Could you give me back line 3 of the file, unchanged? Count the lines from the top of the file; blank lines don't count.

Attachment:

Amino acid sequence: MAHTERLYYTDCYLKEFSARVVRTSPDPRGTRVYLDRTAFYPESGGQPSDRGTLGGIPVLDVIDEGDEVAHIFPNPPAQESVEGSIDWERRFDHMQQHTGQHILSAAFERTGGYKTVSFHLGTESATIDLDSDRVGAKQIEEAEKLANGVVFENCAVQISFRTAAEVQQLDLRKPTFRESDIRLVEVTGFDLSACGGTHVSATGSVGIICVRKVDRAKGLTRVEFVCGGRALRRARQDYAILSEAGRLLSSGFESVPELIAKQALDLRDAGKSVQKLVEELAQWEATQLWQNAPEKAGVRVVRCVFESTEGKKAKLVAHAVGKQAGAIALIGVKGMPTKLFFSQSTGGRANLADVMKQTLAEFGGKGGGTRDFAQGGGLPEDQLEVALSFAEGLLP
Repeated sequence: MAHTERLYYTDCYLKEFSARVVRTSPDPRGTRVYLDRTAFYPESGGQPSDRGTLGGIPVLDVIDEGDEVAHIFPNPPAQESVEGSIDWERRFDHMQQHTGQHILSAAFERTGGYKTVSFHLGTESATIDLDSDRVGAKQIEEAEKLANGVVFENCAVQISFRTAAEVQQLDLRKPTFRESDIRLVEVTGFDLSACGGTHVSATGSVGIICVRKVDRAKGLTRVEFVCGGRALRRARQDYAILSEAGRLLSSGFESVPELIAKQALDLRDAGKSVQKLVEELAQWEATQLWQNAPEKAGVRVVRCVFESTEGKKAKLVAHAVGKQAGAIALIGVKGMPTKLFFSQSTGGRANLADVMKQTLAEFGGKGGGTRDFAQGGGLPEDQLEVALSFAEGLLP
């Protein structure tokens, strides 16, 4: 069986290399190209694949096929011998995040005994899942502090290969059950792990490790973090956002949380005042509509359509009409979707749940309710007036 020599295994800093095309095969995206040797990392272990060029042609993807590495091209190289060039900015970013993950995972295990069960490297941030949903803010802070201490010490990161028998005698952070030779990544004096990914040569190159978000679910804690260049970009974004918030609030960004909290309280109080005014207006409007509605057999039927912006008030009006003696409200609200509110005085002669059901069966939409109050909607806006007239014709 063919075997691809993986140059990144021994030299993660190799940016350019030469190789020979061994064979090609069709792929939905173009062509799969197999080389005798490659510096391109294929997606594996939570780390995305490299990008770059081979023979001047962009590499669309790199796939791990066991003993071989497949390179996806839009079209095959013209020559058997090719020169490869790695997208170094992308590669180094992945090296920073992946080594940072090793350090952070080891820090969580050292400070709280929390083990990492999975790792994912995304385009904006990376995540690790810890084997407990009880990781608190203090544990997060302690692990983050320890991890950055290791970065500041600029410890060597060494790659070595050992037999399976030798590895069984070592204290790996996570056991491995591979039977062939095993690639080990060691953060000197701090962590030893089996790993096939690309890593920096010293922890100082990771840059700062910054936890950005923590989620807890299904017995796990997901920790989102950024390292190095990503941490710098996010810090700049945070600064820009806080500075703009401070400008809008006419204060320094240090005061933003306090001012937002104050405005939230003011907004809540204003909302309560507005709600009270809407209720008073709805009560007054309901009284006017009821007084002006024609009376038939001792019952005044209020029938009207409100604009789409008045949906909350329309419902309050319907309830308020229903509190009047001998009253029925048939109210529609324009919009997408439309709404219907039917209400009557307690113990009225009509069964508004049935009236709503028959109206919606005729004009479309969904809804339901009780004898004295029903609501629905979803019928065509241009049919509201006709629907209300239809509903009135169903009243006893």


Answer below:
């Protein structure tokens, strides 16, 4: 069986290399190209694949096929011998995040005994899942502090290969059950792990490790973090956002949380005042509509359509009409979707749940309710007036 020599295994800093095309095969995206040797990392272990060029042609993807590495091209190289060039900015970013993950995972295990069960490297941030949903803010802070201490010490990161028998005698952070030779990544004096990914040569190159978000679910804690260049970009974004918030609030960004909290309280109080005014207006409007509605057999039927912006008030009006003696409200609200509110005085002669059901069966939409109050909607806006007239014709 063919075997691809993986140059990144021994030299993660190799940016350019030469190789020979061994064979090609069709792929939905173009062509799969197999080389005798490659510096391109294929997606594996939570780390995305490299990008770059081979023979001047962009590499669309790199796939791990066991003993071989497949390179996806839009079209095959013209020559058997090719020169490869790695997208170094992308590669180094992945090296920073992946080594940072090793350090952070080891820090969580050292400070709280929390083990990492999975790792994912995304385009904006990376995540690790810890084997407990009880990781608190203090544990997060302690692990983050320890991890950055290791970065500041600029410890060597060494790659070595050992037999399976030798590895069984070592204290790996996570056991491995591979039977062939095993690639080990060691953060000197701090962590030893089996790993096939690309890593920096010293922890100082990771840059700062910054936890950005923590989620807890299904017995796990997901920790989102950024390292190095990503941490710098996010810090700049945070600064820009806080500075703009401070400008809008006419204060320094240090005061933003306090001012937002104050405005939230003011907004809540204003909302309560507005709600009270809407209720008073709805009560007054309901009284006017009821007084002006024609009376038939001792019952005044209020029938009207409100604009789409008045949906909350329309419902309050319907309830308020229903509190009047001998009253029925048939109210529609324009919009997408439309709404219907039917209400009557307690113990009225009509069964508004049935009236709503028959109206919606005729004009479309969904809804339901009780004898004295029903609501629905979803019928065509241009049919509201006709629907209300239809509903009135169903009243006893």